Then again, even that might have rolled off your snout — as have so many other things that Trump has said and done while campaigning for the presidency.

My wife and I will be available to vote on Nov. 8. I’ll wait as long as I can on that day.


Do you speak Hindi?


GUTHRIE, Okla. — I need to brush up on my Hindi.

That’s surely a requirement if I ever return to a certain fueling station on the east side of Interstate 35.

We stopped for fuel. Given that my wife and I were hauling our 28-foot fifth wheel behind our big ol’ Dodge Ram truck, we needed lots of room.

The Valero station we spotted had plenty of it. We pulled the rig next to the pump.

Then it started.

The pump didn’t have a card-swipe or even a meter to read how much fuel we took or how much it would cost.

I went inside. A nice lady was at the cash register. I told her I needed to fill my truck with fuel. She looked, virtually clueless as to what I had just said. She said something in return. I didn’t understand a word she said.

She appeared to be of Indian or Pakistani origin. We exchanged a few more sentences, neither one of us knowing what the other was saying. She gave up and signaled a gentleman to come over.

He was of the same ethnic origin. We talked to each other. Our understanding of what the other said rivaled my first encounter.

He came outside and rigged the pump so that I could pump my fuel, which I did. I went inside to pay the man.

My point? It is this: English is the primary language in the U.S. of A. I am as liberated and progressive as anyone on the issue of immigration. I love immigrants. I welcome them. I do not believe it is necessary to make English the “official language” of this great nation.

My grandparents, all four of them, were immigrants. They learned how to speak the language that rolls off the tongues of most Americans. They weren’t exactly fluent, but they could converse in the language of their adopted home.

My wish is that when employers hire immigrants to work in service industries — such as at fueling stations — that they ensure that their employees can communicate effectively and efficiently¬†with their customers.

There. That’s out of my system.

Take care, Cubs fan(atic)s


I am perhaps a bit paranoid, but I’m going to express this concern anyway.

The Chicago Cubs are playing in their first World Series since 1945. They haven’t won the Fall Classic since 1908.

That’s 108 years since the City with Big Shoulders has had a chance to cheer. That means to me that Cubs fans have a lot of pent-up anxiety.

My concern is what might happen in Chicago if the Cubs manage to beat the Cleveland Indians — who haven’t won a World Series since 1948.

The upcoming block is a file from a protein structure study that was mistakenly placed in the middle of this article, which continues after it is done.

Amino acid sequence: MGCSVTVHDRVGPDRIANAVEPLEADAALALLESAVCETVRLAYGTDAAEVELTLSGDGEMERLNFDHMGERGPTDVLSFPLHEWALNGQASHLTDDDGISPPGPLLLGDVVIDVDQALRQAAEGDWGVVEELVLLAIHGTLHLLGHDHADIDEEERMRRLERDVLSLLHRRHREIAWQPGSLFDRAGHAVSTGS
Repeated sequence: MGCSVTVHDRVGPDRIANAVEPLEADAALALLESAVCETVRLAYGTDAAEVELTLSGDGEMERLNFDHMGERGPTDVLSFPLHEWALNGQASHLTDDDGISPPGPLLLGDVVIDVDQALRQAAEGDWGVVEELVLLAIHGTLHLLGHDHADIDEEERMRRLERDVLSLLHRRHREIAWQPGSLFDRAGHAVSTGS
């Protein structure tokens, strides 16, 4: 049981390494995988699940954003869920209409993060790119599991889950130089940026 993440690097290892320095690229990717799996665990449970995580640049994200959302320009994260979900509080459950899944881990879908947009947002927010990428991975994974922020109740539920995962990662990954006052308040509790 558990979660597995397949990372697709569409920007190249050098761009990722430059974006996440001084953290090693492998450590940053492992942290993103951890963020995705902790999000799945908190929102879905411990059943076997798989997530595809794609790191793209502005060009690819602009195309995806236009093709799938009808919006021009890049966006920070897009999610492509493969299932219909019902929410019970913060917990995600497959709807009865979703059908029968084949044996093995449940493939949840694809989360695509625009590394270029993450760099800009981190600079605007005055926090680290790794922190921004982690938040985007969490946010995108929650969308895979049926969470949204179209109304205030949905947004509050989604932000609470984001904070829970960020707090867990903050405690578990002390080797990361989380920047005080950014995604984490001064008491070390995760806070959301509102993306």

Chicago has developed a reputation in recent years as a rough-and-tough city. Lots of violent crime occurs there. Republicans are fond of blaming the city’s Democratic leadership — led by Mayor Rahm Emanuel — for the big uptick in crime violence in the Windy City.

So, what awaits the city if the Cubs win this thing?

About the worst possible outcome might be if the Indians were to win on a last-inning controversial call by a field umpire that costs the Cubs the victory.

Too many cities over the years have erupted into violence when their teams win, be it the Super Bowl, the NBA championship, the Stanley Cup … and the World Series.

Chicago fans have been waiting a long, long time for a chance to cheer the Cubs’ biggest victory.

I’m holding my breath. I am hoping for the best. If the Cubs win, then I hope the fans can celebrate … without someone getting killed!

Humans tinker with ballots, not machines


Potter County Judge Nancy Tanner has put the kibosh on a social media rumor about ballot integrity.

“There is nothing wrong with any of the machines we use for voting,‚ÄĚ Tanner said in¬†a statement. ‚ÄúThey do not flip your vote. They do not flip parties. Humans do that.”

At issue is a complaint filed by a voter in Randall County who said that after voting for a straight Republican ticket her ballot showed a vote for the Hillary Clinton-Tim Kaine Democratic ticket for president and vice president.

Tanner said it didn’t happen, apparently consulting with her colleagues in Randall County.

The maddening aspect of this episode is that it comes in the wake of repeated allegations by GOP presidential nominee Donald J. Trump about “rigged elections” at the precinct polling level. Quite naturally — and this is of zero surprise — Trump hasn’t provided a single snippet of evidence to back up his specious contention.